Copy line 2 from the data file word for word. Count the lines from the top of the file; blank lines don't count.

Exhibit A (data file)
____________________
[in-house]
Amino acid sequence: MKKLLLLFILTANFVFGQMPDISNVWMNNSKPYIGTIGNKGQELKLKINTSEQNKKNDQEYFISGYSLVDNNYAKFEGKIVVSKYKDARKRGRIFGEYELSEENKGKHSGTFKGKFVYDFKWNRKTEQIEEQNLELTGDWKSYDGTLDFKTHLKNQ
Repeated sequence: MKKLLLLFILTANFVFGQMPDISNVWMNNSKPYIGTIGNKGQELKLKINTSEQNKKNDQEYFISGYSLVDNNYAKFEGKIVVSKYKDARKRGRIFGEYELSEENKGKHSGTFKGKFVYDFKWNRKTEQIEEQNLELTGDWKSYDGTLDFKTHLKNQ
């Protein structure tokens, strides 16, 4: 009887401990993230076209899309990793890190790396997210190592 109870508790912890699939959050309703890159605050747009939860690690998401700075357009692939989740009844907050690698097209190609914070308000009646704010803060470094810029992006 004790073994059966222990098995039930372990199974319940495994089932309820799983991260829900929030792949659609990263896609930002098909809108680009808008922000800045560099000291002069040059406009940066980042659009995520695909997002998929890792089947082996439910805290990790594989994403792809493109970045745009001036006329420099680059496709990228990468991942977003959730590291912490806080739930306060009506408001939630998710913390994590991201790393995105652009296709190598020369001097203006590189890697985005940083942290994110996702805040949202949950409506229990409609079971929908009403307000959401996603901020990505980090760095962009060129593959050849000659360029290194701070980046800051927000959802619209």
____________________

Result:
Amino acid sequence: MKKLLLLFILTANFVFGQMPDISNVWMNNSKPYIGTIGNKGQELKLKINTSEQNKKNDQEYFISGYSLVDNNYAKFEGKIVVSKYKDARKRGRIFGEYELSEENKGKHSGTFKGKFVYDFKWNRKTEQIEEQNLELTGDWKSYDGTLDFKTHLKNQ